The receival of a last minute NERC Impaft Fund has meant a mad dash to be ready for a sampling session at Vulcano. The volcano which all others take their name! I am quite excited about adding another volcano to my growing list.

So....what do I do to prepare for fieldwork. One of the first things you do is check all the main equipment is working! In this case, I am developing a new technique which means a brand new Matlab Application finished the Friday before I leave! Hopefully its suitably free of bugs! Next I list the equipment I need, check I know how to use it and I have plenty of spare batteries.

As always, last minute clothes packing and as always I forget one thing...this time it was deodrant...

Vulcano is one of the Aeolian Islands (which includes Stromboli, Lipari) and is fantastic for remote sensing for the majority of the year because of generally good measurement conditions and persistent fumaroles at the La Fossa Crater! Its easily accesible by boat from Milazzo.

So, here I am writing this blog on the pier in Milazzo after surviving two days of driving in Palermo (one Italian told me if you can drive in Palermo you can drive anywhere) and the North coast of Sicily! I am going to try and do a little bit of tweeting/blogging from the field if I have time!
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The boat to Vulcano
 
 
PictureMe at the North-East Crater of Mt. Etna
Its certainly a great feeling to get that first publication (with colleagues of course!) under my belt on the creation of a technique for capturing high time resolution fluctuations in CO2 at a 1 s interval, published in the Journal of Volcanology and Geothermal Research. To the right is the location of the study, the NEC of Mt Etna, one of the more frequently used pictures on my blog! The picture is taken from the Pizzi Deneri Observatory. So, how did we produce the dataset, and why is it important? 

Firstly, the ability to directly measure CO2 with traditional remote sensing techniques is difficult, primarily because of the very high atmospheric background levels of the gas! We therefore combined the use of ultra-violet cameras (for more info see Mori and Burton, 2006) to measure SO2 and an instrument called a Multi-GAS analyser (for more info see Aiuppa et al. 2005) which has the ability to measure CO2/SO2 ratios. We can then combine the two sources of data to produce a CO2 flux series.

PictureUsing the UV camera at Stromboli.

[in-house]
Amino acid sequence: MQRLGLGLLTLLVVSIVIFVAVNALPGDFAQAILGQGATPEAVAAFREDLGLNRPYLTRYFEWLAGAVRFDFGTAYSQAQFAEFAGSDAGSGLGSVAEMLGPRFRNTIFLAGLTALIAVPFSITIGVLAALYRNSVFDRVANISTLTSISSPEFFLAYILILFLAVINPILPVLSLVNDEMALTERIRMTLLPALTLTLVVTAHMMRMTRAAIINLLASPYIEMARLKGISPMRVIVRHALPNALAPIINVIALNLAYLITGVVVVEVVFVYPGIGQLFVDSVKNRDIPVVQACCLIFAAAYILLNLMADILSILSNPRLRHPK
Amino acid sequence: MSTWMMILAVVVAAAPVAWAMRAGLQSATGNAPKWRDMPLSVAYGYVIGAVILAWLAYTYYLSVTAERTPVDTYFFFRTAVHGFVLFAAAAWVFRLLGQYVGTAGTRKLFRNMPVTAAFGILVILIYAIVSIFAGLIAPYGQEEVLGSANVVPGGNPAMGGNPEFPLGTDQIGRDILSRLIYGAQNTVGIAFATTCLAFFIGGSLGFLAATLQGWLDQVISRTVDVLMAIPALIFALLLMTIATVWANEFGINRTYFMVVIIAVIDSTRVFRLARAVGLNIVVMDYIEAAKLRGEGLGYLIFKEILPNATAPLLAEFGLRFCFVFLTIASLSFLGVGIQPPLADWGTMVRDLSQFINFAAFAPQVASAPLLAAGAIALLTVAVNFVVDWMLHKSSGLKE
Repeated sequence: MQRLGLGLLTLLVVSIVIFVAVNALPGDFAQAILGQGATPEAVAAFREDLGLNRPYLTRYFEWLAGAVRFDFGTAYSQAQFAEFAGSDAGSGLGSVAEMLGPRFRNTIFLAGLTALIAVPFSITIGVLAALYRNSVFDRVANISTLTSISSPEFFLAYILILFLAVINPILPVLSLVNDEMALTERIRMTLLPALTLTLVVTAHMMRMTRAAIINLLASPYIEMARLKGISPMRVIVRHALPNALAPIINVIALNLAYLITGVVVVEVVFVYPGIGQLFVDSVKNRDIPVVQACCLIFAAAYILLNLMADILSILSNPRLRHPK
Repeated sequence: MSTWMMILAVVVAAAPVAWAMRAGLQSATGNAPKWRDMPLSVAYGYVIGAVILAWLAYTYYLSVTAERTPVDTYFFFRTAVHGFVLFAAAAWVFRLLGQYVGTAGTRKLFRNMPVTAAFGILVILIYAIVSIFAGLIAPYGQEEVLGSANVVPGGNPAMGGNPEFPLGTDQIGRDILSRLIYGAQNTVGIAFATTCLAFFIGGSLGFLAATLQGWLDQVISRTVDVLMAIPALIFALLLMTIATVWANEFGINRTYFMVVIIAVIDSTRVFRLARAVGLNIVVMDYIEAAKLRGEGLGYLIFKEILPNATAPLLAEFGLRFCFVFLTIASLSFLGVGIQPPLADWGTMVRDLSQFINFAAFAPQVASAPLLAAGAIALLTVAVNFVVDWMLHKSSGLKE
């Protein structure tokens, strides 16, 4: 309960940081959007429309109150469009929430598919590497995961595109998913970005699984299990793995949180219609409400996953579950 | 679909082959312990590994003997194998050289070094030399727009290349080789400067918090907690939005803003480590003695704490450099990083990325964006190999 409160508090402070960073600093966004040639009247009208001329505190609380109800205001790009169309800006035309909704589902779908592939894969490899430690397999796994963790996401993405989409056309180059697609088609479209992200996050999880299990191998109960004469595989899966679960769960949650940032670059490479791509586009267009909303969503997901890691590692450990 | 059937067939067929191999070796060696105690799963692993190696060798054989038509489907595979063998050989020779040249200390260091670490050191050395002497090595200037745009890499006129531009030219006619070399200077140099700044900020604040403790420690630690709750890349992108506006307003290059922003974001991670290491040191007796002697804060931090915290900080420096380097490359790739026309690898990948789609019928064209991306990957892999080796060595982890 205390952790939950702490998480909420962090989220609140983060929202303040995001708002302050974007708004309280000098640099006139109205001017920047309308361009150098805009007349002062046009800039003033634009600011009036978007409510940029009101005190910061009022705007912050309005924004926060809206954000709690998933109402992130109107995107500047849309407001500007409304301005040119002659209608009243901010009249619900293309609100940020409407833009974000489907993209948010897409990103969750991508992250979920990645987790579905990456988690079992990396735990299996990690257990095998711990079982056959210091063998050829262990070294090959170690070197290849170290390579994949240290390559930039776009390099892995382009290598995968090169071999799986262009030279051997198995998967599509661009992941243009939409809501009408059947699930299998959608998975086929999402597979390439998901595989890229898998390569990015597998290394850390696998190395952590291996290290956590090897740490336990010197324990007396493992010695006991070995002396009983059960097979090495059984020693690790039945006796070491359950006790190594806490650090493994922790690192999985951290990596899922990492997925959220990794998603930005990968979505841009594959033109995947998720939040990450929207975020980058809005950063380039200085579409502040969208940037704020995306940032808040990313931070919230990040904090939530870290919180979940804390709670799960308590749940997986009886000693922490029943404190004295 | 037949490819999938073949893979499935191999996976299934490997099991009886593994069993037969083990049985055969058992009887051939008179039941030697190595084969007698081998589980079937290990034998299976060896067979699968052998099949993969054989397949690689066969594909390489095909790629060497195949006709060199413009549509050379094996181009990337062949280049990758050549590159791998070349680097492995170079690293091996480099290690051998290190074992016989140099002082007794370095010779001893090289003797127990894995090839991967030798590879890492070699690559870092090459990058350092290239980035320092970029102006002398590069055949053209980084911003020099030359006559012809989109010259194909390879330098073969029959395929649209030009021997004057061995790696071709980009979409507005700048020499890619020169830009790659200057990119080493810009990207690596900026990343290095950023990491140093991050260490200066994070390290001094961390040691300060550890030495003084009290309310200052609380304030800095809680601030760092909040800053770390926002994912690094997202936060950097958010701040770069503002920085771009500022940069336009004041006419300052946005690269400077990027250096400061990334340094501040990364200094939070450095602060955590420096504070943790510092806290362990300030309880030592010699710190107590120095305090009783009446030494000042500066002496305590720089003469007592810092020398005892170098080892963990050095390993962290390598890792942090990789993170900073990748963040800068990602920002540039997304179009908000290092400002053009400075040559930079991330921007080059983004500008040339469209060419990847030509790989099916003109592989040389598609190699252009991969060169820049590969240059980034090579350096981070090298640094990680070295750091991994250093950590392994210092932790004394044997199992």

So, why is the ability to view CO2 at 1 Hz important? Simply put, CO2 exsolves from magmas at greater depths than the other common volatiles H2O and SO2. We can therefore get a better idea of any fresh injection of magma into storage systems if we have detailed records of CO2 emissions. Prior to this point (to my knowledge anyway!), it hasn't been possible to directly compare CO2 emissions at this high rate (of 1 Hz) with other volcanic information, such as seismic and infrasonic data. As a result we reveal interesting trends that may be shared between CO2, SO2 and seismicity. For more information see the paper!

Below is the "AudioSlides" presentation created for the paper, which is great by the way, it has to be less than 5 minutes long and certainly condenses any paper into an easily digestible format, I would certainly encourage others to do something similar! 

 
 
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In a fantastic end to the first day of VMSG a "Rubbish Bin Volcano" was exploded, using liquid nitrogen similar to this previous example from the University of East Anglia. On the right I am ashamed to say is my poor poor attempt at painting the University of Sheffield name onto my duck. Needless to say, art, or hand-writing of any sort is not my strong point! Although I did manage to get some great glow-in-the-dark paint from Hobbycraft... Anyhow, below is the video of the volcano below, if you were there, you can relive the 'eruption', if you weren't here it is for the first time! It's certainly a great example and analogue for the rapid expansion of gas, ash (and ducks) at the beginning of an explosive eruption. You can also see the 'eruption' in thermal infrared here.

The rest of the day was devoted to posters/talks on intra-plate volcanism and rifting, with tributes to the late Barry Dawson. A broad mixture of talks today on topics ranging from Kimberlites, Feripicrites and the fantastic carbonatite lavas of Oldoinyo Lengai. It was great to hear Mike Widdowson talk about the recent 2013 Nature Geoscience paper on the Shatsky Rise Oceanic Plateau and the discovery that the Tamu Massif could be the largest shield volcano on Earth.

 
 
PictureRising Taylor bubble in a vertical tube simulated using Ansys